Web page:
B.C. Premier John Horgan talks housing affordability at a home in Nanaimo last week. GREG SAKAKI/The News Bulletin

B.C. Premier says speculation tax won’t impact most Lantzville residents

Lantzville requesting exemption from speculation and vacancy tax

It remains to be seen whether the provincial government will grant the District of Lantzville an exemption from the speculation tax.

Earlier this week, Lantzville councillors voted to send letter to Carole James, B.C. minister of finance, requesting the district be exempt from the speculation tax and empty homes tax, citing concerns around its implementation.

In a brief interview with the News Bulletin, B.C. Premier John Horgan didn’t say whether he would consider granting Lantzville’s request, instead explaining that the government has spent the last year ensuring there are exemptions to “protect those people who were not speculating” but somehow “found themselves” with a vacant home. He also reaffirmed the government’s commitment to meet with municipalities next year to address any issues.

“We’ve also committed to consult with mayors and that would include the District of Lantzville council in the next year to see what the impact and consequences have been,” Horgan said. “At that time, I am certainly confident that Carole [James] will be able to address those issues.”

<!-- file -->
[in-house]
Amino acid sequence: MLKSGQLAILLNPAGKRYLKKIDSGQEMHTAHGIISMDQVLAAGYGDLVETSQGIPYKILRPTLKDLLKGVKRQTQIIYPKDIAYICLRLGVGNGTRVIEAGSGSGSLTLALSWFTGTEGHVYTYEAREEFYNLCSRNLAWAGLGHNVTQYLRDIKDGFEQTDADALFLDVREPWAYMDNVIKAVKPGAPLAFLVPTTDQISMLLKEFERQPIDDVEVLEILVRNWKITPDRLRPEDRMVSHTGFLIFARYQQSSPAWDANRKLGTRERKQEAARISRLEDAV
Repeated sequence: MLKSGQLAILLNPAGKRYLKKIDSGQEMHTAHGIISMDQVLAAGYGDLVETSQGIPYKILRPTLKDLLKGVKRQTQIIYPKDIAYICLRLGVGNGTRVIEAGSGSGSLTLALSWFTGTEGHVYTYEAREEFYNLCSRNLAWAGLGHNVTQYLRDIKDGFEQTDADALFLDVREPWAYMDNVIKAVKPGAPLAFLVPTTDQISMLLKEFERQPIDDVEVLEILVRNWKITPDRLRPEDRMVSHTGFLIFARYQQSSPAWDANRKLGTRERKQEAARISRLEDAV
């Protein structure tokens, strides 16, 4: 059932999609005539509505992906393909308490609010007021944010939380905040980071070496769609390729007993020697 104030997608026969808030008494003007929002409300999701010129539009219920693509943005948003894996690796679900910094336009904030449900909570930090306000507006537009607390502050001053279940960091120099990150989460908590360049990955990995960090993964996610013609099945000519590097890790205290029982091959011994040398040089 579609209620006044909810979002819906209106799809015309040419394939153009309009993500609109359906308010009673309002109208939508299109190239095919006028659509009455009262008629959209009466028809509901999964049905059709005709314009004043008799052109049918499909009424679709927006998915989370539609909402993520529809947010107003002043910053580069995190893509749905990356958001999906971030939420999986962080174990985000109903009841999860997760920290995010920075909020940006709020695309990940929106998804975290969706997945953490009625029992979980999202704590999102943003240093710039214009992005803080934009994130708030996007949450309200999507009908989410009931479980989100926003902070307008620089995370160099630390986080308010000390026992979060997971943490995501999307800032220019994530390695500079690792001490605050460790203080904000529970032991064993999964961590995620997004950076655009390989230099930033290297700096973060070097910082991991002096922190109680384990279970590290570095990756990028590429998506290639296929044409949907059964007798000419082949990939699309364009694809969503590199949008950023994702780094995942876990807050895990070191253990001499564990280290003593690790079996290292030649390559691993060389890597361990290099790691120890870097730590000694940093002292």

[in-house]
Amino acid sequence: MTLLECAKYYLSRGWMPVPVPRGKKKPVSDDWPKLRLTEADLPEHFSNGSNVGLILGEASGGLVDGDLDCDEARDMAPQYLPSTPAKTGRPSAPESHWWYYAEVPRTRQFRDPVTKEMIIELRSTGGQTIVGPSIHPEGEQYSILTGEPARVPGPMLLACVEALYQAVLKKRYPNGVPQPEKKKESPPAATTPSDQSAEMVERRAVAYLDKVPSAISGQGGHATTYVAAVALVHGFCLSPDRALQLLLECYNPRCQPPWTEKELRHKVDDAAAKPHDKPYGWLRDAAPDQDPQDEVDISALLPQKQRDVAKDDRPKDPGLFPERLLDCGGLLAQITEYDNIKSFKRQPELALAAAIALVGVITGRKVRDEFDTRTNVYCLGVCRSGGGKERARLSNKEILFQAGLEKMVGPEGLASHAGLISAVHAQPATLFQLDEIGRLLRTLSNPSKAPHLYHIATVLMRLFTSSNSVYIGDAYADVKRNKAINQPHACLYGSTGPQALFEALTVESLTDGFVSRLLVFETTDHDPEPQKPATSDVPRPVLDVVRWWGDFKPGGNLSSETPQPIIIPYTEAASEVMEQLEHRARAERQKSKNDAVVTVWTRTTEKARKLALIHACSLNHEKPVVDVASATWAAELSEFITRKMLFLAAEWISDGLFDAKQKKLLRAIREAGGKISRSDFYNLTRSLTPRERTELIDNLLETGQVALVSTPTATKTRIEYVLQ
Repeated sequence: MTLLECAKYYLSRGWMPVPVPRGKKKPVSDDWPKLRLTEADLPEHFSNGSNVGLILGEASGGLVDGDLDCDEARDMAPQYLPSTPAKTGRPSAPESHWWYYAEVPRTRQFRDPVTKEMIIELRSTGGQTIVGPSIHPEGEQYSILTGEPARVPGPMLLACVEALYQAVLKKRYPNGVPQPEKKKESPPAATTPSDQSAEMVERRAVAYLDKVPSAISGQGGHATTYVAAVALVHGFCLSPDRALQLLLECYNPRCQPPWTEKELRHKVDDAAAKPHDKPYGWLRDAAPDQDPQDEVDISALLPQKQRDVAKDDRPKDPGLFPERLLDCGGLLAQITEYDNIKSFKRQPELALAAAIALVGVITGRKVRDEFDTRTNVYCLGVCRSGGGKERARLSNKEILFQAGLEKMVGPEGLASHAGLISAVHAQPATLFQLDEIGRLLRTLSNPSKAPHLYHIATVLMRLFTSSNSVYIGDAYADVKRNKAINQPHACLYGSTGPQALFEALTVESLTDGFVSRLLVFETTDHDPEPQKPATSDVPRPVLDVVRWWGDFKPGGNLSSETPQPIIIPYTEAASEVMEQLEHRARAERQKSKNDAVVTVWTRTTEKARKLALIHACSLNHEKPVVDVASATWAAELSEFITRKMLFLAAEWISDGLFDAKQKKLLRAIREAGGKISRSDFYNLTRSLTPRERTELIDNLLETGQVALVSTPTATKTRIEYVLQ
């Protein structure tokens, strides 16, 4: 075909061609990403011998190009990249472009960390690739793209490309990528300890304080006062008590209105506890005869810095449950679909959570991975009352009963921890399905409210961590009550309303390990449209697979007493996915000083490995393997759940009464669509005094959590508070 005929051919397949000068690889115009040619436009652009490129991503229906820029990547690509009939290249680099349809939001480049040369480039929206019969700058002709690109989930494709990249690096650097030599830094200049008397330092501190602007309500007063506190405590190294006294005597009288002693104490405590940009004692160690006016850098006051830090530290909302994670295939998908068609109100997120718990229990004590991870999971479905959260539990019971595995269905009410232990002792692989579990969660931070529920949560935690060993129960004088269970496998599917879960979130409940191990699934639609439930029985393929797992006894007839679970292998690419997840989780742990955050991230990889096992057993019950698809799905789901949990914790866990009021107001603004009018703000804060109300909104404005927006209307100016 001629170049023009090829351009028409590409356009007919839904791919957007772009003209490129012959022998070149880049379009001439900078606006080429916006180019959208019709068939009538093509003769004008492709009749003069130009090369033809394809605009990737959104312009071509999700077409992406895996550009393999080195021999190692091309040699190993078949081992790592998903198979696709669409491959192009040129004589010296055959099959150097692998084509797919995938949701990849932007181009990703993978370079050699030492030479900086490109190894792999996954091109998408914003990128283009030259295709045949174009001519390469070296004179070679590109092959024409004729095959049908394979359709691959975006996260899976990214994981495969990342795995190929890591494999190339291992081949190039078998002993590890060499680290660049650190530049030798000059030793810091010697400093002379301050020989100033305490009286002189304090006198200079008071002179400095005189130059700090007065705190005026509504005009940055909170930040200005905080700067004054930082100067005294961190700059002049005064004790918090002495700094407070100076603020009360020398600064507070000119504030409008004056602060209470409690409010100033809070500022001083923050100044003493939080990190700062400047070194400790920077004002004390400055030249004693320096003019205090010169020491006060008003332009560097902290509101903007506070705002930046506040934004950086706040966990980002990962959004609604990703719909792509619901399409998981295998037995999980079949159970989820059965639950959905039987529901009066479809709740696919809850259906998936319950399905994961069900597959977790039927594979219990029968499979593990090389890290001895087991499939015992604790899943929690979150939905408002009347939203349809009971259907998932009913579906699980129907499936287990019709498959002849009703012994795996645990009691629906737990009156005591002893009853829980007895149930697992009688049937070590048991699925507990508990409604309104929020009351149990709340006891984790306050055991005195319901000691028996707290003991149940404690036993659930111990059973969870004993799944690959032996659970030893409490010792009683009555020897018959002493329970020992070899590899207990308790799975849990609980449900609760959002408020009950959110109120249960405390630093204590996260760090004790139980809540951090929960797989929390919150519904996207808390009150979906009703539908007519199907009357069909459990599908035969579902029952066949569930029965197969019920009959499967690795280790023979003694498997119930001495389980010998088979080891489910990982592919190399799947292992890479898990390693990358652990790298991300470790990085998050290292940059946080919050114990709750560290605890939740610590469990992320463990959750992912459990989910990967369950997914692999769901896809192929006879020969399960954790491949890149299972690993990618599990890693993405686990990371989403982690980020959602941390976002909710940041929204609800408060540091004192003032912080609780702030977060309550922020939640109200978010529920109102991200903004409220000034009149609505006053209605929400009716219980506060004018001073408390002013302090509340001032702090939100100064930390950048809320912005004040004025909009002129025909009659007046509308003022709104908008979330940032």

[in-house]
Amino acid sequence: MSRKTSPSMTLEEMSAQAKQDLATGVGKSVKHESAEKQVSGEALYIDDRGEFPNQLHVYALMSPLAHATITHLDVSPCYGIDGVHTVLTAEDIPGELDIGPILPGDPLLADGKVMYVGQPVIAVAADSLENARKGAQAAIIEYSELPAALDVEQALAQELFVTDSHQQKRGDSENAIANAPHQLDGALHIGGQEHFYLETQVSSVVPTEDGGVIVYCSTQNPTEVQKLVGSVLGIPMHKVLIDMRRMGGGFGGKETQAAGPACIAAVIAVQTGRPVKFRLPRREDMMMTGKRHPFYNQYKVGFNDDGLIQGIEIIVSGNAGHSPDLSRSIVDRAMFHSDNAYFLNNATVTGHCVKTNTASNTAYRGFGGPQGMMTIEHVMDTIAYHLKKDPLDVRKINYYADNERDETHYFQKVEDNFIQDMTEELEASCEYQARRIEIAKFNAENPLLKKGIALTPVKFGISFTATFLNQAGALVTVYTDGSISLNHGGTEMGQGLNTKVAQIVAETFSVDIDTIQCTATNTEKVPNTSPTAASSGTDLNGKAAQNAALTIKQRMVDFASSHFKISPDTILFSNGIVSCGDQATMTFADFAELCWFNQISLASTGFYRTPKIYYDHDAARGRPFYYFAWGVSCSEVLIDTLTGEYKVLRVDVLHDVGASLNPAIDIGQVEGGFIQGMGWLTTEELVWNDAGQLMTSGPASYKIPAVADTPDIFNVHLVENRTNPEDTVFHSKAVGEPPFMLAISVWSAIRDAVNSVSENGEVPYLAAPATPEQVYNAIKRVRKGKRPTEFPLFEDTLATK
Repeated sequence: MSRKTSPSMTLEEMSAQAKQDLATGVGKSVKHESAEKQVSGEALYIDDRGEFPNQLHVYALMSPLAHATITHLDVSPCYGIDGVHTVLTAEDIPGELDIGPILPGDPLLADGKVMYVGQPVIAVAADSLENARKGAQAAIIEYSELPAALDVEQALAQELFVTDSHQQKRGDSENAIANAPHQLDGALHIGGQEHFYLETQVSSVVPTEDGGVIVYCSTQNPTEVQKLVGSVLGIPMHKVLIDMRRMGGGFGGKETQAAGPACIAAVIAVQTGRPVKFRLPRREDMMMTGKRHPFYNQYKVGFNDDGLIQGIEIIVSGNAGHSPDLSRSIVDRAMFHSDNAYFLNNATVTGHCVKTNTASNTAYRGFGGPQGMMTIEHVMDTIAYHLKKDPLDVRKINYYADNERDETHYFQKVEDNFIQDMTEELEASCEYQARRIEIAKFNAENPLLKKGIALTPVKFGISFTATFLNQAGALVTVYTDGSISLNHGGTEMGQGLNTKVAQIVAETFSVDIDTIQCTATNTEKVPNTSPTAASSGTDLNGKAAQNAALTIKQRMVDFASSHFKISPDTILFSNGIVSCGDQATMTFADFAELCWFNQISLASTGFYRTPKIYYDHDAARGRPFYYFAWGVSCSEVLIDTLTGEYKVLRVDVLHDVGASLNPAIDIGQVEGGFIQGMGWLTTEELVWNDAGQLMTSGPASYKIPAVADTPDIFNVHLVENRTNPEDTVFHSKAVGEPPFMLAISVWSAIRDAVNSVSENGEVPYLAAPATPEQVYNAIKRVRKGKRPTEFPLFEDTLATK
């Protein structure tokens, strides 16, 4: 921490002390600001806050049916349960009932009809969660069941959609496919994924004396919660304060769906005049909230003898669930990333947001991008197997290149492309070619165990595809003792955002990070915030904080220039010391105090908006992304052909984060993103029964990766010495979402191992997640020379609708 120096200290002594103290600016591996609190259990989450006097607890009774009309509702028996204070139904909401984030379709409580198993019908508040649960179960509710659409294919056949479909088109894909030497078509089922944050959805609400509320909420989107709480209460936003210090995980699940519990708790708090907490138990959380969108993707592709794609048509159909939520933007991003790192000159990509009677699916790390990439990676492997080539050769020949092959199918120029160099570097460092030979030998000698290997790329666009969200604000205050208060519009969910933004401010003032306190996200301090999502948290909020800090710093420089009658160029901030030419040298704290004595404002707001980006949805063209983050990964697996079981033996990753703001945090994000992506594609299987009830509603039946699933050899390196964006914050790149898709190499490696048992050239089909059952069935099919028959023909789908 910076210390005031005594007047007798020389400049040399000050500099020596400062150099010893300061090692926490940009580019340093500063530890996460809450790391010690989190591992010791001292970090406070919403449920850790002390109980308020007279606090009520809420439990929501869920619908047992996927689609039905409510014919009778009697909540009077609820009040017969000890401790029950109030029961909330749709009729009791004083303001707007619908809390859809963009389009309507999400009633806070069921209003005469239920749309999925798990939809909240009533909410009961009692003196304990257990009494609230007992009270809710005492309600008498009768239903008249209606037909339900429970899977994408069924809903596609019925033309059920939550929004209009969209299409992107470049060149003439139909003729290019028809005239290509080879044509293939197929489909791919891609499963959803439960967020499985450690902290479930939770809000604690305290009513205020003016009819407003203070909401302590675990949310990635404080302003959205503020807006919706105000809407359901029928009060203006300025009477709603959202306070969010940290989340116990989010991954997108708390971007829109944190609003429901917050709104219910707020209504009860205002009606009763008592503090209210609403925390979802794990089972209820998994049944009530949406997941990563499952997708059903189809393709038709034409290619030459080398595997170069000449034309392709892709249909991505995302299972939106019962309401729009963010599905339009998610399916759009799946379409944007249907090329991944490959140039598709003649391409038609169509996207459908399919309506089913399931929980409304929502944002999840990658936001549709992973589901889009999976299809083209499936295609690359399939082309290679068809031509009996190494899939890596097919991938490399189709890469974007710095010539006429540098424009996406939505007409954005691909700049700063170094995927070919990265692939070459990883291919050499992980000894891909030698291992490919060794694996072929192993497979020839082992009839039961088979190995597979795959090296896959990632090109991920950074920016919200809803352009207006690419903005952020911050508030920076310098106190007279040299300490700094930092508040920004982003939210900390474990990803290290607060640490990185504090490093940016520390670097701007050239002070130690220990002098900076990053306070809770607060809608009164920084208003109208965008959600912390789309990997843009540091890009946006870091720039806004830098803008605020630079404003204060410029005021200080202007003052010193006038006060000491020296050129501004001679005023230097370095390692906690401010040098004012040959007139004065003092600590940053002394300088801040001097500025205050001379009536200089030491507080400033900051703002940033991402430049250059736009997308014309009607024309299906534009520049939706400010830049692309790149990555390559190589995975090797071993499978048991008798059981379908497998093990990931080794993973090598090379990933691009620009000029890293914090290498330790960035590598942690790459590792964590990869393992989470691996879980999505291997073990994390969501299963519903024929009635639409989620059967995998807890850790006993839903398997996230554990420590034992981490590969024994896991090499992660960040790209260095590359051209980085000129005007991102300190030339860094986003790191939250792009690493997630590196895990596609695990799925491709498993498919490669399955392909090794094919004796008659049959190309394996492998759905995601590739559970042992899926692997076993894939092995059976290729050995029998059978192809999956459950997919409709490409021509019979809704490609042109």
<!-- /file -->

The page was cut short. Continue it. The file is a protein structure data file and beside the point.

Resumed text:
Horgan said the speculation tax is here to stay since legislation for it has passed following “ample” debate, adding that people have had more than a year to figure out the intricacies of the tax. He also said very few people in Lantzville will actually be impacted by the tax.

“I think when we look at the results after 12 months, Lantzville will come around to understand that there is a very small number of people affected by this and they can avoid the tax by filling their home with people,” he said.

RELATED: Lantzville asking for speculation tax exemption from B.C. government

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The provincial government has taken some heat recently after announcing that all homeowners are required to apply for an exemption from the tax on an annual basis, regardless of whether they have an empty home or not.

Horgan said while he recognizes there has been frustration around the requirement, he doesn’t believe filling out a form is a big deal.

“Citizens fill out forms all the time. You give information to Google and Netflix all the time. You fill out forms all the time. So, somehow when government asks for information this is heresy and I just don’t buy that,” he said. “I understand that people are frustrated but the number of people that will be affected by this in financial terms is so small.”

The implementation of the tax hasn’t been poor according to Horgan, who blamed the Liberals for making it more of an issue that it was. He acknowledged that the government could have done a better job of communicating.

“Always, you can do better but we did what we could with the time available,” he said.







nicholas.pescod@nanaimobulletin.com 
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